Qualifying Readers and Publishers
There is then creative reading as well as creative writing. When the mind is braced by labor and invention, the page of whatever book we read becomes luminous with manifold allusion. (Ralph Waldo Emerson, “The American Scholar”)
It’s easy to hear only the first sentence (above): license for anything goes. Look right.
Of poems of the third or fourth class, (perhaps even some of the second,) it makes little or no difference who writes them—they are good enough for what they are; nor is it necessary that they should be actual emanations from the personality and life of the writers. The very reverse sometimes gives piquancy. But poems of the first class, (poems of the depth, as distinguished from those of the surface,) are to be sternly tallied with the poets themselves….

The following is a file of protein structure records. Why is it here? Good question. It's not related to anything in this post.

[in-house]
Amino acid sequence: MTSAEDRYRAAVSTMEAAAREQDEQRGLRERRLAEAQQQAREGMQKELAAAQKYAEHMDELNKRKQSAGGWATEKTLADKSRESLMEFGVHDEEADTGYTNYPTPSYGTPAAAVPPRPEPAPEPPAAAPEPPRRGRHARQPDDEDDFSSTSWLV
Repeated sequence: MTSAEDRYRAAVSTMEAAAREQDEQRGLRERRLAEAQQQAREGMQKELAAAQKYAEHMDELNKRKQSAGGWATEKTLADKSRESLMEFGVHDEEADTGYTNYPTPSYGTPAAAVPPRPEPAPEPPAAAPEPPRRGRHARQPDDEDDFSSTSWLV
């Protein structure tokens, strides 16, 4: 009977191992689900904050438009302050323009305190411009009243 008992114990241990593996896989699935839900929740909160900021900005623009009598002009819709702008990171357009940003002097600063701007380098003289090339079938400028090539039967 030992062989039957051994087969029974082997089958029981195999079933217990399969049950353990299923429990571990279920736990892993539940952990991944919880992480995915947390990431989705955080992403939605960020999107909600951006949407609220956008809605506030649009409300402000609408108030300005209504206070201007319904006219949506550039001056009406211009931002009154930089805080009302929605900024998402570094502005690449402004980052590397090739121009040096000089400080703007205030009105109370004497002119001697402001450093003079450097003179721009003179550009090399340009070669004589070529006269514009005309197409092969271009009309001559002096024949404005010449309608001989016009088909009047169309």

Poetry (like a grand personality) is a growth of many generations—many rare combinations.
To have great poets, there must be great audiences, too. (Walt Whitman, “Ventures, on an Old Theme”)
It’s standard to hear only the last sentence (above). No takers? That’s not the issue. I still have to write it, I have to live with it.